The Moon in conjunction with Venus and Jupiter, with the Very Large Telescope in the foreground. Image © Y. Beletsky, ESO, 2009.

Close approach of the Moon and Venus

Dominic Ford, Editor
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The sky at

The Moon and Venus will make a close approach, passing within 2°48' of each other. The Moon will be 3 days old.

From Ashburn , the pair will become visible at around 19:01 (EST), 10° above your south-western horizon, as dusk fades to darkness. They will then sink towards the horizon, setting 1 hour and 21 minutes after the Sun at 20:06.

Begin typing the name of a town near to you, and then select the town from the list of options which appear below.

The Moon will be at mag -9.8; and Venus will be at mag -4.0. Both objects will lie in the constellation Libra.

They will be too widely separated to fit within the field of view of a telescope, but will be visible to the naked eye or through a pair of binoculars.

At around the same time, the pair will also share the same right ascension – called a conjunction.

A graph of the angular separation between the Moon and Venus around the time of closest approach is available here.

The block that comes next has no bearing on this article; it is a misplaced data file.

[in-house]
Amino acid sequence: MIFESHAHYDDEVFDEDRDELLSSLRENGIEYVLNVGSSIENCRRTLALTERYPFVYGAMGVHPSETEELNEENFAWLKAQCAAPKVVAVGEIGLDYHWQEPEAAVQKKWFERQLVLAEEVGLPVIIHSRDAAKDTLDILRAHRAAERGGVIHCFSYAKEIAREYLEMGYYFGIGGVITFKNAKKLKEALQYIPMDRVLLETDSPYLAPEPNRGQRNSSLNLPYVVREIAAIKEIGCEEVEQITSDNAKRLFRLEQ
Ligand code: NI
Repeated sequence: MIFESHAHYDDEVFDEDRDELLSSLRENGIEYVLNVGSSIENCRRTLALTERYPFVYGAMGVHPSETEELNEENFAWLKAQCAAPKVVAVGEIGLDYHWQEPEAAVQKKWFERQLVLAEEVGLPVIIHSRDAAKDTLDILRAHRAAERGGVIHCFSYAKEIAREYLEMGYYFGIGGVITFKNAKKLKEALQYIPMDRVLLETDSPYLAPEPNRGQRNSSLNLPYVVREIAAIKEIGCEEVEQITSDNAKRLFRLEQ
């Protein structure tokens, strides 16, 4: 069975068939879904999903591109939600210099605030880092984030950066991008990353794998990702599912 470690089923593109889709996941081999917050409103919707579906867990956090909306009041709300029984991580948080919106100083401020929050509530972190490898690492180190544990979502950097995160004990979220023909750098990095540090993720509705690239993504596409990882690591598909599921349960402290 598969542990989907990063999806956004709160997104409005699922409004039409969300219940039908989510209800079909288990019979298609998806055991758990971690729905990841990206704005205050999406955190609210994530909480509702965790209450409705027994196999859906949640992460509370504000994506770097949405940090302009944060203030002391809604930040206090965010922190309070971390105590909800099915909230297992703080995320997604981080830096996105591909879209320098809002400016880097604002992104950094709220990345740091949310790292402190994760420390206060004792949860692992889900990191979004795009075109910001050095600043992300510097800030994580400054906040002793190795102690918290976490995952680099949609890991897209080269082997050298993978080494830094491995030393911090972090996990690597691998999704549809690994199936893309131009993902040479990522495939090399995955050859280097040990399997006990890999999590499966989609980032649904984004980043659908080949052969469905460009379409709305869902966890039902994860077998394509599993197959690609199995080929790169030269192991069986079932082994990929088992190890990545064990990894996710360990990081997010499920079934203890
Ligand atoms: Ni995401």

The positions of the pair at the moment of closest approach will be as follows:

Object Right Ascension Declination Constellation Magnitude Angular Size
The Moon 14h45m20s 19°26'S Libra -9.8 29'35"4
Venus 14h49m40s 16°49'S Libra -4.0 12"4

The coordinates above are given in J2000.0. The pair will be at an angular separation of 32° from the Sun, which is in Virgo at this time of year.

The sky on 5 Oct 2024

The sky on 5 October 2024
Sunrise
07:07
Sunset
18:45
Twilight ends
20:14
Twilight begins
05:38

3-day old moon
Waxing Crescent

10%

3 days old

Planets
Rise Culm. Set
Mercury 07:26 13:11 18:56
Venus 09:52 14:59 20:05
Moon 09:51 14:57 19:55
Mars 00:01 07:25 14:49
Jupiter 22:11 05:32 12:54
Saturn 17:36 23:12 04:47
All times shown in EDT.

Source

The circumstances of this event were computed using the DE430 planetary ephemeris published by the Jet Propulsion Laboratory (JPL).

This event was automatically generated by searching the ephemeris for planetary alignments which are of interest to amateur astronomers, and the text above was generated based on an estimate of your location.

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02 Feb 2025  –  Venus at highest altitude in evening sky
31 May 2025  –  Venus at greatest elongation west

Image credit

The Moon in conjunction with Venus and Jupiter, with the Very Large Telescope in the foreground. Image © Y. Beletsky, ESO, 2009.

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Ashburn

Latitude:
Longitude:
Timezone:

39.04°N
77.49°W
EST

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